Friendly Terrace Quartette (or Peggy Raymond At The Poplars) cover

Friendly Terrace Quartette (or Peggy Raymond At The Poplars)

Harriet Lummis Smith

1. Chapter One: An End And A Beginning
2. Chapter Two: Liberty Bond
3. Chapter Three: Ruth Finds Her Niche
4. Chapter Four: Sticking Tomatoes
5. Chapter Five: A Day At Beechwood
6. Chapter Six: ‘What’s In A Name?’
7. Chapter Seven: Peggy Sets A Ball Rolling
8. Chapter Eight: Settling A Question
9. Chapter Nine: As One Sows
10. Chapter Ten: Winston Is Heard From
11. Chapter Eleven: Lending A Hand
12. Chapter Twelve: Saving The Peach Crop
13. Chapter Thirteen: A Sunday Afternoon
14. Chapter Fourteen: Absent Without Leave
15. Chapter Fifteen: A Letter
16. Chapter Sixteen: A Hero of Their Own
17. Chapter Seventeen: Peggy Acts As Bridesmaid
18. Chapter Eighteen: Two’s Company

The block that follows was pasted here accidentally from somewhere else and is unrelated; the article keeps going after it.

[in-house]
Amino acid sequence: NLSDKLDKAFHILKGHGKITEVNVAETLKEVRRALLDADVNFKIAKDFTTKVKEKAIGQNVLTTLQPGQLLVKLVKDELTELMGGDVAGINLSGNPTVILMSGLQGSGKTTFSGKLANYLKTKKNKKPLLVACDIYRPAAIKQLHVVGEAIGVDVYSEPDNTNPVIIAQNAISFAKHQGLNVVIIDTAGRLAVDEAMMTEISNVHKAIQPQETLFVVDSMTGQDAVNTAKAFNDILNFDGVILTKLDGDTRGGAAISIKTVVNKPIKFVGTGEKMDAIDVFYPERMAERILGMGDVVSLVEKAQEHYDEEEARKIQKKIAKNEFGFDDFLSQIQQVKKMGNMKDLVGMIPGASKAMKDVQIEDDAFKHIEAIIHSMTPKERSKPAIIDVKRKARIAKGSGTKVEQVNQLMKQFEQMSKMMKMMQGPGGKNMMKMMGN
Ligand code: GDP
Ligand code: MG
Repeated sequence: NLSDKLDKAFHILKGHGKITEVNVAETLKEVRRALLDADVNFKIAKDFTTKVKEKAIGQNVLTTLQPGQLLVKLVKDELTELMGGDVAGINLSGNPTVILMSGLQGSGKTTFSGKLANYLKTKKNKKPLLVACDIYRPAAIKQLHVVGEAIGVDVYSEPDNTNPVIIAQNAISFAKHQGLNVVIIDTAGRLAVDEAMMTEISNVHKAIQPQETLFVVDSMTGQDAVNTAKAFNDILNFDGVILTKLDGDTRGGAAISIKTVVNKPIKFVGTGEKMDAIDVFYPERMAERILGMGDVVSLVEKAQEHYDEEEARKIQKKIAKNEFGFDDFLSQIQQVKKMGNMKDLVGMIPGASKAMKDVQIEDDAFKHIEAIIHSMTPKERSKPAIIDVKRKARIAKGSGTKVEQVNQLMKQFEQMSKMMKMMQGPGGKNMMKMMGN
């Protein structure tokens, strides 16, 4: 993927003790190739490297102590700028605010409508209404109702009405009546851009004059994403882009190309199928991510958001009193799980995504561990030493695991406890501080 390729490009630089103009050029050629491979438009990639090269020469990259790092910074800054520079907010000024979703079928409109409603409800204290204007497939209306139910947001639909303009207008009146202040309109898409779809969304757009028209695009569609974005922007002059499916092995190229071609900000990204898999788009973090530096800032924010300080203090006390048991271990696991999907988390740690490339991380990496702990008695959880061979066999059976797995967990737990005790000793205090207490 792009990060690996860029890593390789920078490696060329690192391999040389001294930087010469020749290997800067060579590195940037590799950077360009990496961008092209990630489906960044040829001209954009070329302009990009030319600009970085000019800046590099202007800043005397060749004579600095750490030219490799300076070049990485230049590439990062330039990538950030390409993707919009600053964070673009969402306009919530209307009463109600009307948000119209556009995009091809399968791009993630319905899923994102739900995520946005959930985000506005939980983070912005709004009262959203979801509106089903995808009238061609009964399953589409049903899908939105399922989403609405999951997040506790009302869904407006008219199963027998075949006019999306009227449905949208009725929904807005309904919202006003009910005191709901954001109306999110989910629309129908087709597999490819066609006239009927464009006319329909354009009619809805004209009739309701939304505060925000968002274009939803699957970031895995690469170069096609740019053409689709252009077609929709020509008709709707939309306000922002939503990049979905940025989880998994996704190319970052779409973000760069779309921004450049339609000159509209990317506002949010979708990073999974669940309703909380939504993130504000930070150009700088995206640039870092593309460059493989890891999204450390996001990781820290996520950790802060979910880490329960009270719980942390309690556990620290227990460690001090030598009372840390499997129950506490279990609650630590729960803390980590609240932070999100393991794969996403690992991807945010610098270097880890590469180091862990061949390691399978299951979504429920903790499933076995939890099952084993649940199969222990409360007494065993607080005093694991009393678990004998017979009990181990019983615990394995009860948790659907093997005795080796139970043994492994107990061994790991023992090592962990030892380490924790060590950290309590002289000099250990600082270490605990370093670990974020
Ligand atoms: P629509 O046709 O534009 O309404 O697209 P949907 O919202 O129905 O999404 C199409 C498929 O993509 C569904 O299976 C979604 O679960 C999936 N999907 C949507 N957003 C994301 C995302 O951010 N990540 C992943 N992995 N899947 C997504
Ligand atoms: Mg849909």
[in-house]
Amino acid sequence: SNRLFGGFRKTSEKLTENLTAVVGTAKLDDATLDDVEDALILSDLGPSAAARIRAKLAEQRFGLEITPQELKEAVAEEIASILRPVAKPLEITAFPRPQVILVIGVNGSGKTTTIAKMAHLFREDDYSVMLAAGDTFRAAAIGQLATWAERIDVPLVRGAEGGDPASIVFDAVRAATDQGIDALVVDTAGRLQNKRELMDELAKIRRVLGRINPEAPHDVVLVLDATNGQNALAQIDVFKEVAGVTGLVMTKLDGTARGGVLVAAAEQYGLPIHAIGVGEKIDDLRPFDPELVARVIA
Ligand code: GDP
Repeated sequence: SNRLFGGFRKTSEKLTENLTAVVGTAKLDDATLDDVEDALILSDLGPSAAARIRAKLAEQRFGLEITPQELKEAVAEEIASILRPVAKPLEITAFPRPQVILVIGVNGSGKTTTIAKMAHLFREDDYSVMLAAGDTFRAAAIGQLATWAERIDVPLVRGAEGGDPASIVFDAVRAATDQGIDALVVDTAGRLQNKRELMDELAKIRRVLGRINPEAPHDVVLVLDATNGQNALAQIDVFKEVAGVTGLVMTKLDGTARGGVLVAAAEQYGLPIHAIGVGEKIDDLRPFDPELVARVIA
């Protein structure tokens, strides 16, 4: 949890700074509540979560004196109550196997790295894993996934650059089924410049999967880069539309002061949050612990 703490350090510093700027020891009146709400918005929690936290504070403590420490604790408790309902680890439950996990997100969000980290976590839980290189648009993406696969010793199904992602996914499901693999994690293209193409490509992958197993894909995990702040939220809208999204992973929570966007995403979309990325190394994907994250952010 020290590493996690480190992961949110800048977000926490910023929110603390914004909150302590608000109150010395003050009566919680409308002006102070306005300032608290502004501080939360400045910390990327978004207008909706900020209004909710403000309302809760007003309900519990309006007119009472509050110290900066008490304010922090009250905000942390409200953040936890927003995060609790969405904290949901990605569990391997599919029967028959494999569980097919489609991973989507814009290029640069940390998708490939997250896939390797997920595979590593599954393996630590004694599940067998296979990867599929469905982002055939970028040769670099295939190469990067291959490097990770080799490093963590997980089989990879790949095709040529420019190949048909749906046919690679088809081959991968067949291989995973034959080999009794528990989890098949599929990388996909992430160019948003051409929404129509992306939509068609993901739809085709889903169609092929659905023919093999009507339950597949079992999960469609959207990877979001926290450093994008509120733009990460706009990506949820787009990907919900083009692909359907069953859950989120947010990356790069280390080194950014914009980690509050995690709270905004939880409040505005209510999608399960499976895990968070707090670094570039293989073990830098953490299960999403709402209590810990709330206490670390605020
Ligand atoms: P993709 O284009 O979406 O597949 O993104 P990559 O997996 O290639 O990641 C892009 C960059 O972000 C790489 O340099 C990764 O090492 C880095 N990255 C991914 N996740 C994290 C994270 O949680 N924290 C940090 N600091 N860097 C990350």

19. Chapter Nineteen: Propaganda
20. Chapter Twenty: A Runaway
21. Chapter Twenty-One: Good-By Summer

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Genres

Summary

The Friendly Terrace Quartette (or Peggy Raymond At The Poplars) published in 1920, finds Peggy and her friends preparing for The Great War. Young men they had known as boys are signing up to train and fight as soldiers, while the girls find themselves looking for what they can do to help. Priscilla, and Amy join Peggy in The Land Army to assist in agricultural labour usually left to men of the period. Ruth, of weaker health, must remain on Friendly Terrace but manages to find her own way to be useful. In the station of The Land Army, known as The Poplars, Peggy, Priscilla and Amy meet many other young women who have come to lend aid, discovering their strengths and weaknesses, secrets and triumphs.